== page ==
As Rose McGowan returned to Twitter after a temporary ban with new accusations against Jeff Bezos and Amazon, studio head Roy Price was suspended for a separate sexual harassment claim.
In a series of tweets Thursday, the actress claimed that Harvey Weinstein — who she called “HW” — raped her and that she had warned the head of Amazon about the producer.
“I told the head of your studio that HW raped me. Over & over I said it. He said it hadn’t been proven. I said I was the proof,” she tweeted at Jeff Bezos, likely referring to Price.
“I had already sold a script I wrote to your studio, it was in development. When I heard a Weinstein bailout was in the works I forcefully begged studio head to do the right thing. I was ignored. Deal was done. Amazon won a dirty Oscar. I called my attorney & said I want to get my script back, but before I could, #2 @amazonstudios called to say my show was dead. I am calling on you to stop funding rapists, alleged pedos and sexual harassers. I love @amazon but there is rot in Hollywood. Be the change you want to see in the world. Stand with truth.”
“The women who have spoken about their abuse are brave and heroic and although I didn’t have a personal experience like this with Harvey Weinstein, I unfortunately cannot say I’m surprised. This culture has always existed, not just in Hollywood but across the world. And many men in positions of power have gotten away with it for far too long. We cannot blame the victims here. A lot of these women are young, just starting out in their respective fields, and have absolutely no way to stand up to a man with so much influence, much greater than theirs. If they speak up, they are shut down, and that could be the end of their career. This is all a positive step forward in changing that culture, and these young women need to know that they have a support system should anything like this happen to them. And I want you all to know I support you.”
Sick and Tired of Spreadsheets and Sick Days?
FastCo to the rescue. Stephanie Vozza (@StephanieVozza) appears out of the fall mists with a great article on how to pull yourself out of a work slump. Since SOOOOO many of us are nursing #conferencehangovers, I think Ben Brooks (@benbrooksny) could not have picked a better time to post to this! Best tip centers around building your business bucket list, essentially what you’d do in the next 90 days if you only had 90 days. (FastCo)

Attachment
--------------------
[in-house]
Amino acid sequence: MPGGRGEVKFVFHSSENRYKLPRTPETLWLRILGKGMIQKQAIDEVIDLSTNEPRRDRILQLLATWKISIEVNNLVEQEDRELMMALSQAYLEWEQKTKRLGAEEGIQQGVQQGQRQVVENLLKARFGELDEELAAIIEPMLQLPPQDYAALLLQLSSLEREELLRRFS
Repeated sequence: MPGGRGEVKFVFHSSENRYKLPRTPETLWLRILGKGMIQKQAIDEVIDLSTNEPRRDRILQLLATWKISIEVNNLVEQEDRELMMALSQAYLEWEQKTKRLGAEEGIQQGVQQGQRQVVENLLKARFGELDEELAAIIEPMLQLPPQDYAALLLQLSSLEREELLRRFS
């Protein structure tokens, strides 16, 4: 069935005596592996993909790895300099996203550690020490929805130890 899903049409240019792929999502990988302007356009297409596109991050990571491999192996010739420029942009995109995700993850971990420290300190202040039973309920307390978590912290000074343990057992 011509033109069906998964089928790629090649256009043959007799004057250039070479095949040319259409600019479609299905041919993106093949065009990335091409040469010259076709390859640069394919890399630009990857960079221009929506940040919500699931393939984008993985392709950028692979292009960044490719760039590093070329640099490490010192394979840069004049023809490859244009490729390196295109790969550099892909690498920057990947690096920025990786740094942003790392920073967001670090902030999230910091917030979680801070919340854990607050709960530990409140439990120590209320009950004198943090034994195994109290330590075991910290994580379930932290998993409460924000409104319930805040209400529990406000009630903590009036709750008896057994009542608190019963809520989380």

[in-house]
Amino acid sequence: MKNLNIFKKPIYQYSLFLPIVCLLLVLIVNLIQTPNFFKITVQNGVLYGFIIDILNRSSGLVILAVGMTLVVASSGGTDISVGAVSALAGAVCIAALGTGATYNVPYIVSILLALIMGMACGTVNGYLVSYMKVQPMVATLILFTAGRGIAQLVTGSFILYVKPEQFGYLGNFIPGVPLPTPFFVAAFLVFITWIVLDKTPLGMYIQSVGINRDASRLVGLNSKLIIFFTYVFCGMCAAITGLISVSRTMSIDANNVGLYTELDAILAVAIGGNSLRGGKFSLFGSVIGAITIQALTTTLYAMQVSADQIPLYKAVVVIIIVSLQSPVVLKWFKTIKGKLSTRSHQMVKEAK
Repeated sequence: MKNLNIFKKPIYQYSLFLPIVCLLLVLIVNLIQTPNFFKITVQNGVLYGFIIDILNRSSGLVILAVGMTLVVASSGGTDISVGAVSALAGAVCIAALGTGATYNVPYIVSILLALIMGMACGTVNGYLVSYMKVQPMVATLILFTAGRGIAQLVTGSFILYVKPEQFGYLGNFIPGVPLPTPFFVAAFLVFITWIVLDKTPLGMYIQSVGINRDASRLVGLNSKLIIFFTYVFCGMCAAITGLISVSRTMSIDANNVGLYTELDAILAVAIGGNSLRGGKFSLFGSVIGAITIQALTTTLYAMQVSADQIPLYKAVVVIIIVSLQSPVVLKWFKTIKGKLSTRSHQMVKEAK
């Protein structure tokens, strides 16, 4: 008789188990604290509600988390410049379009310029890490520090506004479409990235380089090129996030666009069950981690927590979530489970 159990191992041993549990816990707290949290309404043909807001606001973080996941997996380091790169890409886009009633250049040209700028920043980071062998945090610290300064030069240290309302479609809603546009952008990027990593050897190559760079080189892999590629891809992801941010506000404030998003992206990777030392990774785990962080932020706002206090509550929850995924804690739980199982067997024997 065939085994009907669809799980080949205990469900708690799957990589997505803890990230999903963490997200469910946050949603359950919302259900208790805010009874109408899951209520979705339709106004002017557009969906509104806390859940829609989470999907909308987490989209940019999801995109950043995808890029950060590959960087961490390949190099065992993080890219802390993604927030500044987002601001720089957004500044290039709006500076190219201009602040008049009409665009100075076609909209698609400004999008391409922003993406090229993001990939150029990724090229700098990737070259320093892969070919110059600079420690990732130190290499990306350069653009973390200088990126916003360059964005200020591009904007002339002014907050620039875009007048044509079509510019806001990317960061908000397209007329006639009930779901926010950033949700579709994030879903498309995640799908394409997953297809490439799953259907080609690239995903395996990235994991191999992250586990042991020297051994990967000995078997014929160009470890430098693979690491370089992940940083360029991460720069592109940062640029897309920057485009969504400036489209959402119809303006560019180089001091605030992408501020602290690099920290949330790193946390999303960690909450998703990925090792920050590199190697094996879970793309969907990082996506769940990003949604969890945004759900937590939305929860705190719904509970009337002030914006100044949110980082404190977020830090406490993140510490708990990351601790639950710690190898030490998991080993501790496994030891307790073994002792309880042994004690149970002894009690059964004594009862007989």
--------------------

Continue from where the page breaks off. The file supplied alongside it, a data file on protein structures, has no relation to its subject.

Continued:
Well, MAAAAAYBE I’ll listen to the MIT guy
There has been a lot of back and forth about AI. Some saying it’s gonna change our industry, some saying it’s a lot of bunk and others saying everyone else (‘cept them of course) doesn’t really understand the whole concept. Here is an article that actually made sense to me and summed up some of my frustration with the conversations happening around AI (especially in our space). Some highlights from the article:
- We tend to overestimate the effect of a technology in the short run and underestimate the effect in the long run.
- Mistaken predictions lead to fears of things that are not going to happen.
- Any sufficiently advanced technology is indistinguishable from magic.
- Suppose a person tells us that a particular photo shows people playing Frisbee in the park. We naturally assume that this person can answer questions like, What is the shape of a Frisbee? Roughly how far can a person throw a Frisbee? Can a person eat a Frisbee? Roughly how many people play Frisbee at once? Can a three-month-old person play Frisbee? Is today’s weather suitable for playing Frisbee? Computers that can label images like “people playing Frisbee in a park” have no chance of answering those questions. Besides the fact that they can only label more images and cannot answer questions at all, they have no idea what a person is, that parks are usually outside, that people have ages, that weather is anything more than how it makes a photo look, etc.
The rest of the article is great, especially when it calls out the Hollywood scenario, which is that the world is exactly as it is today, but with one new twist. When we fall into these thinking “traps” it muddies our ideas of how we can use AI in our space. Good recommendation from John Sumser (@JohnSumser). (MIT Tech Review)
Boss harassing you? Man Who Has it All, Explains It All. (via Christine Assaf)
These words annoy people. Stop using them. Or at least circle back. (via Cyndy Davis)
Firm behind Fearless Girl statue underpaid female workers, feds. Even though this is from the NYPost and maybe possibly a lie, I am linking to it. (via Josh Akers)